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Discuss the note to the TED community on the withdrawal of the TEDxWestHollywood license.

For discussion: http://blog.ted.com/2013/04/01/a-note-to-the-ted-community-on-the-withdrawal-of-the-tedxwesthollywood-license

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  • Apr 7 2013: Has there been an official response to the Hancock and Sheldrake conversation threads yet?
    • Apr 7 2013: Yes, they're at each of the debate pages.
    • Apr 7 2013: An interesting progression.

      First, they censor the Sheldrake and Hancock talks based on a specific list of false statements and unsupported claims.

      Second, they cross out the entire list.

      Third, they welcome an open debate, which produces no substitute for the grounds for censorship. The debate is nearly universally opposed to their position. Countless requests for a restatement of why the talks are pseudoscience are ignored.

      Fourth, the decision to censor the talk is made final. TED invokes it rights of poetic license to label "censorship" as "curatorial discretion." In the end, TED removes the videos without giving any reasons beyond, "We can if we want to."
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        Apr 7 2013: Dan, the Sheldrake and Hancock talks have not been censored. They are both just a few clicks away on this website.

        The issue in a debate is not the quantity of examples of a particular argument but their quality. An overwhelming majority of fallacious interpretations does not in any way diminish the fact that they are fallacious. Knowledge does not advance on the basis of public opinion.

        You seem to be arguing a double-standard, that majority opinion should dominate in the Sheldrake and Hancock debates but that it should not in the case of theories about consciousness outside the brain. There is a fundamental contradiction and inconsistency in that. Shouldn't the decision in either case be made on the basis of the quality of the data and the merits of the argument, even if it is being presented by a minority of one?

        The children's book "Horton Hears a Who!" by the brilliant Dr. Spock comes to mind. Isn't this issue what that book is about?

        Horton Hears a Who!
        http://en.m.wikipedia.org/wiki/Horton_Hears_a_Who!
        • Apr 7 2013: John - Since you enjoy posting links so much, please provide a single link from the Sheldrake and Hancock debates which demonstrates the quality of TED's arguments.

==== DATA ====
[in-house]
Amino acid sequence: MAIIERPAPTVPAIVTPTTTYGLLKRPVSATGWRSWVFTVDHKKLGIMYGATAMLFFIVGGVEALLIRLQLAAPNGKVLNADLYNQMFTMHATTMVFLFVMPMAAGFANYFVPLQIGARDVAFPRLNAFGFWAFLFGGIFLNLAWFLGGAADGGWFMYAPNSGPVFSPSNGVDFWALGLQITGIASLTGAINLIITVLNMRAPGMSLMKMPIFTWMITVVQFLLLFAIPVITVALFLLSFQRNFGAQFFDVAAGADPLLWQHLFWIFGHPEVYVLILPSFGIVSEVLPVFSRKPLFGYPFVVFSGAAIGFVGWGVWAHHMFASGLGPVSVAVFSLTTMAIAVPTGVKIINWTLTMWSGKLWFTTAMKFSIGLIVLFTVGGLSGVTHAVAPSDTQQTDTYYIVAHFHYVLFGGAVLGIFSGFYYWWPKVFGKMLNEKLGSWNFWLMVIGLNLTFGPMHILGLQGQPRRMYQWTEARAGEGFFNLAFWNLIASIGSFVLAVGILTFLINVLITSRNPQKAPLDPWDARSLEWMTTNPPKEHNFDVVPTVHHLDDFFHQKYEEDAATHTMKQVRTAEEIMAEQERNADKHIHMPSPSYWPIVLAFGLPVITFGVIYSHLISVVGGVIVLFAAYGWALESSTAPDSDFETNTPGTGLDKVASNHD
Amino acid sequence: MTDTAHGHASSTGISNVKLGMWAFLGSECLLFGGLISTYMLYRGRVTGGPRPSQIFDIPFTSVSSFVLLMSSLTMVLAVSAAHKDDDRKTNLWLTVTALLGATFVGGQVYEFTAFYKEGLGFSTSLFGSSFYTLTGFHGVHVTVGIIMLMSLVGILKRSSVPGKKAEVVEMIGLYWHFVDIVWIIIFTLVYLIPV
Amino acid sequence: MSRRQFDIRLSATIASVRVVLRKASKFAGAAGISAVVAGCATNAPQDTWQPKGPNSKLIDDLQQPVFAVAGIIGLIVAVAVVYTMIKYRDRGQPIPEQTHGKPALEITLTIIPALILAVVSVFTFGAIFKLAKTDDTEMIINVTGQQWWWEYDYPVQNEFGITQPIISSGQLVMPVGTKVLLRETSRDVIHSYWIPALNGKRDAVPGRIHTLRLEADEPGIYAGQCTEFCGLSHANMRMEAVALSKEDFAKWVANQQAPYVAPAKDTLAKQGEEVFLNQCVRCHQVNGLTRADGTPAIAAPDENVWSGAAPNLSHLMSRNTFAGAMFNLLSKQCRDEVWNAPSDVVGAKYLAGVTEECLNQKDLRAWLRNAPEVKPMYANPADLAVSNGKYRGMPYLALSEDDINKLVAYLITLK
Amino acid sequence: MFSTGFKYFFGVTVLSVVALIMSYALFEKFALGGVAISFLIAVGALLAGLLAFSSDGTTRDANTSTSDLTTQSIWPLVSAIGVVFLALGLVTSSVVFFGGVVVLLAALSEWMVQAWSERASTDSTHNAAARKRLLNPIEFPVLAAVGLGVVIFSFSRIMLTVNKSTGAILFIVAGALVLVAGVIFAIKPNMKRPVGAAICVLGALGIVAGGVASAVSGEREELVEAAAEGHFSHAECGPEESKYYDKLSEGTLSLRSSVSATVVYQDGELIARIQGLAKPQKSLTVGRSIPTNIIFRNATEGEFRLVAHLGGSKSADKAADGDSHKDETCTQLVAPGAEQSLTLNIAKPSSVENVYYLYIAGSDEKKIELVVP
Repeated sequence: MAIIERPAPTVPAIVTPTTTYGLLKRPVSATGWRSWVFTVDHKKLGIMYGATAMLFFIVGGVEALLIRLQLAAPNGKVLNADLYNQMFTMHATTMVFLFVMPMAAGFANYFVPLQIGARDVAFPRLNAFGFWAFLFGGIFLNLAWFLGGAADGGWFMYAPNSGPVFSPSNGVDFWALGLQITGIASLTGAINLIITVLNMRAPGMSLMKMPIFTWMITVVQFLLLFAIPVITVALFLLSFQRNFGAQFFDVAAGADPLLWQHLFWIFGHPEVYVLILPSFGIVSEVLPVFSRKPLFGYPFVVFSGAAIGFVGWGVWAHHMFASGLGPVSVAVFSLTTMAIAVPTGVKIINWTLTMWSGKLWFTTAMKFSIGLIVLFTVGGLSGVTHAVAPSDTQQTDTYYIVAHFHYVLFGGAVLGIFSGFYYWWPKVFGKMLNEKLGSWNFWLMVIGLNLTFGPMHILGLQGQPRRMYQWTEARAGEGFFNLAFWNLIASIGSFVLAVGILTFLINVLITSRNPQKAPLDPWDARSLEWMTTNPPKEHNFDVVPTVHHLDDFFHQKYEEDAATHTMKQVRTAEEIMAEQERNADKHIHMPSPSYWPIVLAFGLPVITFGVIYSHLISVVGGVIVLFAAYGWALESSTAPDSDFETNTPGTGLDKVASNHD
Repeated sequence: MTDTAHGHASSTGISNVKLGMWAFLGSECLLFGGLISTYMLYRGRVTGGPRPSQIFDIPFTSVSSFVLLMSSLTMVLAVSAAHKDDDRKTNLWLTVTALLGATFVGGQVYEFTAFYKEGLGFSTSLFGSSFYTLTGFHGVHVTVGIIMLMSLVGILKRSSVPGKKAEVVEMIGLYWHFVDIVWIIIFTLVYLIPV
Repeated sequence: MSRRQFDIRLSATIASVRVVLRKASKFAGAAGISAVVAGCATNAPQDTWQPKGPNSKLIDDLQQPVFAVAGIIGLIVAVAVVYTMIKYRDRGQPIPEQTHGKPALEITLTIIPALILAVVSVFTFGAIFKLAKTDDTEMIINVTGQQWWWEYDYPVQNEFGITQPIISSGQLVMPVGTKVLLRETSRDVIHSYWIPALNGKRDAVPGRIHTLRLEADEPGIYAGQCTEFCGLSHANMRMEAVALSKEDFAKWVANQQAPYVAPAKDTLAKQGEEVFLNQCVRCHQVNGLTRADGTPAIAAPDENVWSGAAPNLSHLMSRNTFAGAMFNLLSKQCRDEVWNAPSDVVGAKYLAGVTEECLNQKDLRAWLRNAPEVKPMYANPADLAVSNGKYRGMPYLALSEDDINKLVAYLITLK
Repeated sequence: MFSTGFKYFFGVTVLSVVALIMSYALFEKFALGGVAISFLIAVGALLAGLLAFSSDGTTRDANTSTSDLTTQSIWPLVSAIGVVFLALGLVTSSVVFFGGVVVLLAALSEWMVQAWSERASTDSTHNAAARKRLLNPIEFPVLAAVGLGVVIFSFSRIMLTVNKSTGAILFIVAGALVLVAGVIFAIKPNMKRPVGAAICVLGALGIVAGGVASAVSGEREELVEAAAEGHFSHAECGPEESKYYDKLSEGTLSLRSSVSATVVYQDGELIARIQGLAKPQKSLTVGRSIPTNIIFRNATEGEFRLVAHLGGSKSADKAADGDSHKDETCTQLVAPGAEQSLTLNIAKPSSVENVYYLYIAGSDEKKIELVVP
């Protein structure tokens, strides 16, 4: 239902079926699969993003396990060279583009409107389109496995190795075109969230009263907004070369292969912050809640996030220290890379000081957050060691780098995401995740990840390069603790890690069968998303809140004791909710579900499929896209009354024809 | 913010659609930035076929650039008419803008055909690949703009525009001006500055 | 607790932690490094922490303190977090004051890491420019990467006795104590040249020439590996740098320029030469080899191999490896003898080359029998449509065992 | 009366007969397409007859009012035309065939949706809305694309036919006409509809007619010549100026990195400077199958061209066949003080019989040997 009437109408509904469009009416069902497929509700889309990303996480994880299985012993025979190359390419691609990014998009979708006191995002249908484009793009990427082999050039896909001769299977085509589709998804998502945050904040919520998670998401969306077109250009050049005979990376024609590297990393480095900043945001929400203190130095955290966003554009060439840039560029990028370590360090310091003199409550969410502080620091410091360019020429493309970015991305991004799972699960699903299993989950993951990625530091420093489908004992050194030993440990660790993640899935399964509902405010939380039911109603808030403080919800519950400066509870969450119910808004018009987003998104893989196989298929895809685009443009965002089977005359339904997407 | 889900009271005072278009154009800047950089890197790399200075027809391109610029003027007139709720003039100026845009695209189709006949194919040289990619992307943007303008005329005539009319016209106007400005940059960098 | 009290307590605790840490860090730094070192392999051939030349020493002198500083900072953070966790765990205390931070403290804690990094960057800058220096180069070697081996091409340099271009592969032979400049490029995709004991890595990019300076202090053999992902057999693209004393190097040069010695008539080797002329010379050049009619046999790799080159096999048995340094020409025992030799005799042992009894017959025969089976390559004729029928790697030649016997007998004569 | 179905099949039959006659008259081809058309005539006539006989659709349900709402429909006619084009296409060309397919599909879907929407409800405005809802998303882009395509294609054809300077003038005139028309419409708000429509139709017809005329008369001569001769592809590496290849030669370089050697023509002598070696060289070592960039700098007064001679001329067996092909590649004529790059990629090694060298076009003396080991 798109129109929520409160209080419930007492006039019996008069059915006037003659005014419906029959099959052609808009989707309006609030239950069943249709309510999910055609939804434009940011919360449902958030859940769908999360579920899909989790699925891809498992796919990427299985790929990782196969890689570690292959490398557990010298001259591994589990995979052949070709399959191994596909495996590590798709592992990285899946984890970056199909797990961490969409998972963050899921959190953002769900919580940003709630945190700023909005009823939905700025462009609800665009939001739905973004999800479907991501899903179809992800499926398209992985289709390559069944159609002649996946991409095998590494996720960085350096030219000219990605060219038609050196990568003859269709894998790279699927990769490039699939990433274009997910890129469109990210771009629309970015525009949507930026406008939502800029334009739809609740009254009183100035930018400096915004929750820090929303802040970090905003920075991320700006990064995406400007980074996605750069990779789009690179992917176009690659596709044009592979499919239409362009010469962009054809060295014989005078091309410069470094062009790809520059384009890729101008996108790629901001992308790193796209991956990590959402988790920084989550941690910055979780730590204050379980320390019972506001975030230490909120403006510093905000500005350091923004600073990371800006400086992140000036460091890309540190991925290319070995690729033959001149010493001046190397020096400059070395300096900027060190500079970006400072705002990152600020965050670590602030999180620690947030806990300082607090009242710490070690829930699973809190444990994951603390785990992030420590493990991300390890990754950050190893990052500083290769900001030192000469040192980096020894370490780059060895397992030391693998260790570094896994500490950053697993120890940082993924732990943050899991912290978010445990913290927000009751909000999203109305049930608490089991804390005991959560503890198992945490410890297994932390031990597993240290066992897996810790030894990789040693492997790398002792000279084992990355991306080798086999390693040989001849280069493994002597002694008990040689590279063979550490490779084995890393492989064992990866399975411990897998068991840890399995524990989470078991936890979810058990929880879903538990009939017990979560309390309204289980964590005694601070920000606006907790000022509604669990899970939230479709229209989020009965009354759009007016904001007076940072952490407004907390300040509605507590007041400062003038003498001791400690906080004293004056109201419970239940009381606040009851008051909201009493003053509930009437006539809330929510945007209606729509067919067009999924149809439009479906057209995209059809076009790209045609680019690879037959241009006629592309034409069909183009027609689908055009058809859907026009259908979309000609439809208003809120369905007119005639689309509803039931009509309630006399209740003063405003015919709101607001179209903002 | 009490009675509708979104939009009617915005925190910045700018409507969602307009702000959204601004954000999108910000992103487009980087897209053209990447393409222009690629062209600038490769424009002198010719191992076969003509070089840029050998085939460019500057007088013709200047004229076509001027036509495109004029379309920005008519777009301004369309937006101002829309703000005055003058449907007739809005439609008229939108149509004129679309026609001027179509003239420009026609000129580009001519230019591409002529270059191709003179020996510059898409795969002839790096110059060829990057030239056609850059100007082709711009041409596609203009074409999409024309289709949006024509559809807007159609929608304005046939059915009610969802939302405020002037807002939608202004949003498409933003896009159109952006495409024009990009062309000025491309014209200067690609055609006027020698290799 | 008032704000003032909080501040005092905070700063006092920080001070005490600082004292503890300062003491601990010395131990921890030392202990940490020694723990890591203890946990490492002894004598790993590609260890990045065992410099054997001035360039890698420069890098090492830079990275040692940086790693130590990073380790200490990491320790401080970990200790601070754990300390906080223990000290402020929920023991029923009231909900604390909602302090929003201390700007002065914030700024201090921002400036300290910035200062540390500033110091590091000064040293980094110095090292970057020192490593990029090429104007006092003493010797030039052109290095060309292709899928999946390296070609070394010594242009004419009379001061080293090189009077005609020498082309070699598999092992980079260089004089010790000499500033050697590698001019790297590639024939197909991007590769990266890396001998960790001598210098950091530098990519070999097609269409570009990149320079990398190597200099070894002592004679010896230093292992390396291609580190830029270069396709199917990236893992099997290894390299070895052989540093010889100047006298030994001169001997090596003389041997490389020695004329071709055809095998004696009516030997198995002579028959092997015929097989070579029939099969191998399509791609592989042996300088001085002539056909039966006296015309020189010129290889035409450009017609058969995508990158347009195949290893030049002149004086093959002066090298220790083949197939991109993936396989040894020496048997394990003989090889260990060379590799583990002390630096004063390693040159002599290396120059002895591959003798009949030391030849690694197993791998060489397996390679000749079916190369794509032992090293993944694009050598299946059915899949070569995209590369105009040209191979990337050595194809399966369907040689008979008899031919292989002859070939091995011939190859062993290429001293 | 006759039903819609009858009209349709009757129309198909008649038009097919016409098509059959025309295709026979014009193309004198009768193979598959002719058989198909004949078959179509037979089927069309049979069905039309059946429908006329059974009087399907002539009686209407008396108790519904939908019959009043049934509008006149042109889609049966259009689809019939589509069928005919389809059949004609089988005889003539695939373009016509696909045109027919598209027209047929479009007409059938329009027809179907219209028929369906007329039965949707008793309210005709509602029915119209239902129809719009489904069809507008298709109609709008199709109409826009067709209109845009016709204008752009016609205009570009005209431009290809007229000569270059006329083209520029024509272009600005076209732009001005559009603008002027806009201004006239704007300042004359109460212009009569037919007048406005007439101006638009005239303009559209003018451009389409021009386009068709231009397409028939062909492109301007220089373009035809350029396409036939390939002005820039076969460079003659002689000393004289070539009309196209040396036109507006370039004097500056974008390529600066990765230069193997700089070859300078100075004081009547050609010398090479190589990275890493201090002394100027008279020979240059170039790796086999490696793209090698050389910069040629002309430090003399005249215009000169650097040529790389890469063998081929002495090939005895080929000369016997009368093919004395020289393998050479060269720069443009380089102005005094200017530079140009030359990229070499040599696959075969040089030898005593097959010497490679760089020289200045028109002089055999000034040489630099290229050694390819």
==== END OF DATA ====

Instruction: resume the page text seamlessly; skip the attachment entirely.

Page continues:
There is no double standard. What I am saying is that a debate format obligated TED to disclosed its objections to the TEDx talks. After the initial attempt, which failed to such an extent that it was crossed out in its entirety, TED did not offer any challenge whatsoever to the quality of the data or the merits of the arguments. Same for West Hollywood.
        • Apr 8 2013: Ok, so it's not censorship in the classical sense of the word. But tell me, in the hypothetical case that TED did want to prevent people from seeing the videos, how exactly would they go about that? Because it seems to me that censorship in the classical sense is impossible on the internet, and that the route they have taken with special derogatory framing of the videos, reminiscent of the nazi's 'degenerate art' exhibitions, is probably the most effective method they could hope to employ in the absence of true censorship.
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        Apr 7 2013: Dan, please note that this TED Conversation is about the West Hollywood event, not the debates about Sheldrake and Hancock. Can you reframe your request so that it pertains to that topic?

        Before I can respond, you'll have to specify what you mean by TED's arguments. We can examine them one by one if you like, but you'll have to define the parameters.
        • Apr 7 2013: No need, John. We can stop here. Just so the readers are clear, TED never presented any substantive arguments or reasons for removing the Sheldrake and Hancock videos from their YouTube channel.

          From what I can tell, the Amazing Randi has veto power over TED content and events. If Randi calls it silly or Jerry Coyne says it's woo, that's all TED needs to hear.